That’s why David Leitch ensured that the DNA of what makes audiences keep returning to the cinema for this franchise, was still very much part of the make-up of his movie.
Leitch, who most recently directed Ryan Reynolds in Deadpool 2, sat down with Yahoo Movies UK to discuss how he went about creating one of the early car chase sequences in Hobbs & Shaw.
Taking to Shaw’s McLaren 720S, the pair, and his sister Hattie (Vanessa Kirby) try to escape the clutches of Idris Elba’s super-powered villain Brixton on a pretty special motorcycle.
Here, in his own words, Leitch breaks down exactly what went into making this high-octane sequence through London.
A lot of early mornings are involved
In a movie this size, the logistics are always pretty daunting. And then shooting in London on top of that, it's crazy. To lock off as many streets as we need we do it in the mornings and weekends as part of our shoot week and had Tuesdays off - that's when you would get those types of locations.
We actually got a big map of the city to work out our route and in order to lock down streets and get the police here, here and here because can't have any pedestrians. We're driven the cars at 80 miles an hour down the street! And so it becomes a massive puzzle of people, we have a crew of 300, so the question is: where do you put those people? You’ve got to park your truck somewhere that’s not in the shot, work out where our lockdowns are. It's like a massive parade.
The chase isn’t just filmed in the English capital
We also took that sequence to Glasgow and doubled it for London for a big part of it. We had Simon Crane as a second unit director who did some work in Glasgow as well. So overall, that sequence had probably eight days of photography in between first unit and second unit, London, Glasgow, and we even did some additional photography in LA on the (Universal) back lot to double for London as well.
A lot of stunt drivers are used
On any given day, we probably had 20 stunt drivers with another 20 to 30 background drivers. So the stunt drivers are generally creating the traffic pattern around the action and then the background drivers are in their cars. They’re background artists and they bring their cars for the day and you dress them in the background.
So there's a lot of actual drivers on camera, then when we get to editorial, we look at shots that might be a little thin and we might put another car there in, or a few, with visual effects which can help enhance the scene as well, but the idea is to get as much of it on camera as possible.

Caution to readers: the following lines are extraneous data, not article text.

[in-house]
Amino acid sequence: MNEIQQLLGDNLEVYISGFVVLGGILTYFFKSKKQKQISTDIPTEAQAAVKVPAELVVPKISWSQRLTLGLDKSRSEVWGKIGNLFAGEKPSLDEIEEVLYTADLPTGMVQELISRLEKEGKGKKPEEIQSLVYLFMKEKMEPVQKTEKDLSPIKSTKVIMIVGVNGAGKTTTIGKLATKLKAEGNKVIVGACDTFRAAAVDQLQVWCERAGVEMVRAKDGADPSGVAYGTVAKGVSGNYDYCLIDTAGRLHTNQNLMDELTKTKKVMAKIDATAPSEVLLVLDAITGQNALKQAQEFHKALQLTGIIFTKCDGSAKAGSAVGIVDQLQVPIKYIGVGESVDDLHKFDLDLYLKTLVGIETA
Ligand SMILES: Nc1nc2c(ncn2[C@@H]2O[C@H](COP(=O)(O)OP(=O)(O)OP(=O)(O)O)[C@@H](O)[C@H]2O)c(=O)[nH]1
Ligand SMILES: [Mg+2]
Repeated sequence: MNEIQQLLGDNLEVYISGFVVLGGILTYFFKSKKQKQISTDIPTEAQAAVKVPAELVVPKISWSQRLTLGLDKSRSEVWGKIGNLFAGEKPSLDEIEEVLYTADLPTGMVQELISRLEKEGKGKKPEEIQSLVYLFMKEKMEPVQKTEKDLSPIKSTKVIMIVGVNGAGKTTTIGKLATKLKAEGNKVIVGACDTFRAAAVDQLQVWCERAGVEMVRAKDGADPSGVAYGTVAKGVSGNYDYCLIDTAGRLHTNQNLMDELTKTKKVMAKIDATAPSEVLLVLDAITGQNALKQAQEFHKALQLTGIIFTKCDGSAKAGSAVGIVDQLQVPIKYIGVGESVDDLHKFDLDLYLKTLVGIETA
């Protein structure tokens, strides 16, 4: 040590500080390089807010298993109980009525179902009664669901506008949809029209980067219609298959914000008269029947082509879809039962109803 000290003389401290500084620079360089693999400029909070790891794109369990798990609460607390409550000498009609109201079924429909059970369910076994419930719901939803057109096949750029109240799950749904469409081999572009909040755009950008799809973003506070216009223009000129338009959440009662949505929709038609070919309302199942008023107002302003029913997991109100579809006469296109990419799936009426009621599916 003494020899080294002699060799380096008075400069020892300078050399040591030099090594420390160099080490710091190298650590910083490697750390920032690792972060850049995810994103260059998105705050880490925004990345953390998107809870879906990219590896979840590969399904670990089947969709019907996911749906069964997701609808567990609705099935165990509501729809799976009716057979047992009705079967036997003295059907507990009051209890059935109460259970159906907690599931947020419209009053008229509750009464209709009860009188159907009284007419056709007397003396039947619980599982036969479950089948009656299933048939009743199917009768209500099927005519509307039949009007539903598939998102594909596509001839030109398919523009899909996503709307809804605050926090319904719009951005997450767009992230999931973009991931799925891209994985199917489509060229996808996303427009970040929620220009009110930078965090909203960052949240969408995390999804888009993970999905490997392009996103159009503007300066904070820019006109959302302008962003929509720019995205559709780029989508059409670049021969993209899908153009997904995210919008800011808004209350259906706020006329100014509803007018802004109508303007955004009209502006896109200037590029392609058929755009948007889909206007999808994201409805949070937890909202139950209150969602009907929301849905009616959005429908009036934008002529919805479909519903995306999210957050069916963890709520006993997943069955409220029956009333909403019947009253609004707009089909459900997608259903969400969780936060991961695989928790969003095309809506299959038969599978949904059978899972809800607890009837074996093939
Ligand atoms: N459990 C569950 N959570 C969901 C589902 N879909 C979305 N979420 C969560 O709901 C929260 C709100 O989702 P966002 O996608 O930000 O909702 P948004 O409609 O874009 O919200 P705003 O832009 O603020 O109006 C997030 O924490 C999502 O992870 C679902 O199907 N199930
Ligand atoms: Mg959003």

Brixton’s bike was, of course, not real
In the spirit of Fast & Furious, of always trying to push boundaries, we wanted to make sure that Brixton had the trickiest bike out there. And the idea of sliding under the truck was actually a sort of an homage to a gag that they've done in the past but instead having Brixton do it in a high tech way. So we came up with this idea for the bike to transform and we had to sort of deliver it to the CG artists to figure out, mechanically, how it could work.
They broke down the pieces of the bike, they created hinges and CG where the hinges would be and then they sent models back to us. So it was actually some great artistry from the visual effects team.
Still, he didn’t want these scenes to be overtaken by CGI
I think where those big set pieces flourishes is when you have practical stunts meeting CGI, in a sort of holy union. Even at the end of the movie, there's a lot of practical stuff. The helicopter is real in 90% of the shots, only the chain is CGI.
What this does is it challenges the visual effects artists to match the real photography, whereas a lot of times in the CG sequences, you don't get a practical element at all. So granted, some of our physics is over the top but the fact that there's so many pieces of real photography grounded in those action bits, and all the lead ups and exits are all real, that it helps it to look more believable.
Fast & Furious Presents: Hobbs & Shaw opens Thursday, 1 August